From my first day at SOS Children’s Villages USA (SOS), each person, in their own way, made me feel like part of the team. Everyone that I met genuinely believed in the organization’s mission. And soon, I understood why.
SOS has a unique approach to a problem that is all too common – orphaned, abandoned and vulnerable children. The organization provides the most basic yet foundational element of every child’s upbringing and life – a family.
The SOS Model is simple: there are villages, homes, siblings and mothers – in short, families. The SOS Village is a supportive community that offers psychological and medical support, schools and recreational facilities. The home is a safe environment where children have a sense of belonging and responsibility both for their home and for each other. Biological siblings are kept together, not separated. Most important of all is the SOS Mother, a trained caregiver who loves and cares for the children.
(Tsega Teffera – bottom row, second from left, with SOS USA staff)
As a Hilton Prize Coalition Fellow, my projects this summer and fall ranged from developing communication materials for internal and external use to conducting research and collecting content. I was tasked with telling the inspiring stories of SOS families all over the world and supporting the organization’s efforts in building awareness about SOS in the United States. These projects definitely helped me to sharpen my skills and to take my know-how from theory to practice. More than that, it allowed me to discover that sweet spot where my interests and skills could be used to better people’s lives.
SOS is changing kids’ lives and giving them the opportunity to fulfill their potential. This is evidenced by the many success stories I learned of through the course of my fellowship, including that of Gebre, a little boy in Ethiopia who found his way to an SOS Village after losing his family to famine, and ended up at Harvard University on a full scholarship; and that of Mavis, a young girl raised in an SOS Village in Zimbabwe who made it to the Rio Olympics as part of the national soccer team. Seeing these changed lives has motivated me to work hard and put in the extra effort, because not only is the outcome worth it, but the positive effects are lasting.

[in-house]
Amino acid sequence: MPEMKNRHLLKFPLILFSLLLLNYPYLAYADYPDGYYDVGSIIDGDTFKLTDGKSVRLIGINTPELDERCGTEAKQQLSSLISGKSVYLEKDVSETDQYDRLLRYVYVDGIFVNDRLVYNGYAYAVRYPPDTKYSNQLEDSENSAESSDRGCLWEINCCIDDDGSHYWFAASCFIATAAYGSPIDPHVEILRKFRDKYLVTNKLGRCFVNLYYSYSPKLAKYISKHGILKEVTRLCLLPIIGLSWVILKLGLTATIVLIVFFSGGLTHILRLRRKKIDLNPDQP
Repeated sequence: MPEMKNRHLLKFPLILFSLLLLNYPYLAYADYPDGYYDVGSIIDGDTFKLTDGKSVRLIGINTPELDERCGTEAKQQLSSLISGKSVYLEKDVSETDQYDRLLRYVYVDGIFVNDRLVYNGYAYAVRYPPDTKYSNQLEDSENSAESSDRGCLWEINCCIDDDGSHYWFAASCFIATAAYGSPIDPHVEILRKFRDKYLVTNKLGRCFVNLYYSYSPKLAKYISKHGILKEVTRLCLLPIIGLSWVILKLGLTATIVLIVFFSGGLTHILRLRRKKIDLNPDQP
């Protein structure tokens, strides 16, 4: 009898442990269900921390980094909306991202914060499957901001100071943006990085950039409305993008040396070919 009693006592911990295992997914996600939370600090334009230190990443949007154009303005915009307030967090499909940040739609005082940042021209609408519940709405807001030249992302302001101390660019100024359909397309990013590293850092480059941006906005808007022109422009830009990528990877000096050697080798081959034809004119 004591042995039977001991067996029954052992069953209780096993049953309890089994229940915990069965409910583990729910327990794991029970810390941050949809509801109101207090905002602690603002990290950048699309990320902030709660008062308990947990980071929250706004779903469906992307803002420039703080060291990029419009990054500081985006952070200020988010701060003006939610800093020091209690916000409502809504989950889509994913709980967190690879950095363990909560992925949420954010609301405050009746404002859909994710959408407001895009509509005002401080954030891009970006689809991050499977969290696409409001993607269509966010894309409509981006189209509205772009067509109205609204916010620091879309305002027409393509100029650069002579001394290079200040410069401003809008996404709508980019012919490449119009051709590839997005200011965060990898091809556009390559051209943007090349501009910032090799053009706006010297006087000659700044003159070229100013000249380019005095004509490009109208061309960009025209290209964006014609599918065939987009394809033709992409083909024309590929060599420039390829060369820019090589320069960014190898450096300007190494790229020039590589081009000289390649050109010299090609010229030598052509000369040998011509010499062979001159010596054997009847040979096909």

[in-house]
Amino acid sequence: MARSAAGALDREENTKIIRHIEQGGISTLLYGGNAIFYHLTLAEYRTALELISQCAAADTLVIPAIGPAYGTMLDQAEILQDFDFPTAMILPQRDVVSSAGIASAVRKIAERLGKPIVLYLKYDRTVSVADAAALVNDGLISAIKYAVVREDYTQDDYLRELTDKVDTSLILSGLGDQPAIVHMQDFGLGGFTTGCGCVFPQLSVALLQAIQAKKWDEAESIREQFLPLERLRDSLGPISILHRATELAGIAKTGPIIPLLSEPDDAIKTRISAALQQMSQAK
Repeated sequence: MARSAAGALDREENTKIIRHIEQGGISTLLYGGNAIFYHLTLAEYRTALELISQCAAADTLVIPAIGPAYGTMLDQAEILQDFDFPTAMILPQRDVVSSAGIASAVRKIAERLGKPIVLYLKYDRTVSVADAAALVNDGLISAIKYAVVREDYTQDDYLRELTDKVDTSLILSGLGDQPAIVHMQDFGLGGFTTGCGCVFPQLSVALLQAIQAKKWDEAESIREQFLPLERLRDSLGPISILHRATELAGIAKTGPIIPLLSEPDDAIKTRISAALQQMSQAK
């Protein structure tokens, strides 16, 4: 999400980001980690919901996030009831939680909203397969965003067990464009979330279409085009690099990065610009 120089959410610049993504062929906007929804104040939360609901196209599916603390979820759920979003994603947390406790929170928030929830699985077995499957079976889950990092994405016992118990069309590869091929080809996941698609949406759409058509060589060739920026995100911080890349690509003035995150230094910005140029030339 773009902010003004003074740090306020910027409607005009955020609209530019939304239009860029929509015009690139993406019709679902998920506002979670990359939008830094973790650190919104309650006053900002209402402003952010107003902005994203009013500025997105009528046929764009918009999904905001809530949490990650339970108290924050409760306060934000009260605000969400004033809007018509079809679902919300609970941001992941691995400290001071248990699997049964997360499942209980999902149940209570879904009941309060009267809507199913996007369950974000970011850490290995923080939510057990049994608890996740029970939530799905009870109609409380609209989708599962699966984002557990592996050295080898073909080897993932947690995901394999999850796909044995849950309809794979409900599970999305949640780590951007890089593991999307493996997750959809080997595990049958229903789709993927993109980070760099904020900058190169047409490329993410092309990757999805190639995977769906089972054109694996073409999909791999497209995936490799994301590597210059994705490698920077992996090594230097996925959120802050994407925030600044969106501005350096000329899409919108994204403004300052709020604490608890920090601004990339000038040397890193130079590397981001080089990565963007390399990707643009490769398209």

As I wrap up my time at SOS, I see a future for the organization that is exciting and impactful thanks to corporate partners, individuals, SOS alumni and other groups who believe in the organization’s mission. Of these partners is one that I was able to meet in person was 11-year-old Capri Everitt. Capri was so moved by the plight of vulnerable children that she decided to use her voice to raise awareness and funds for SOS. For nearly a year, the young girl traveled to 80 countries and sang the national anthem of each country in the national language (41 languages total). Being involved in this project taught me that there is always something that I can do, no matter what my position or resources. Capri’s story is proof that anyone can help, if we are creative with what we have.
(Capri Everitt with children from an SOS Children’s Village in Nongkhai, Thailand)
This fellowship gave me the opportunity to discover what I, as a young African woman and leader, can do to serve my community. I’ve learned that it is possible to provide holistic support to individuals, and also that the various factors that impact people are interconnected and therefore require a multifaceted approach. As I aspire to work in the international development sector, this fellowship has broadened my thinking and taught me to consider both the short and long term impact, which is critical for sustainable development. There are many development-related issues that need to be addressed to support kids and people in general, but after my time at SOS, I’m confident that I can contribute to positive change and make a difference in my community and communities around the world.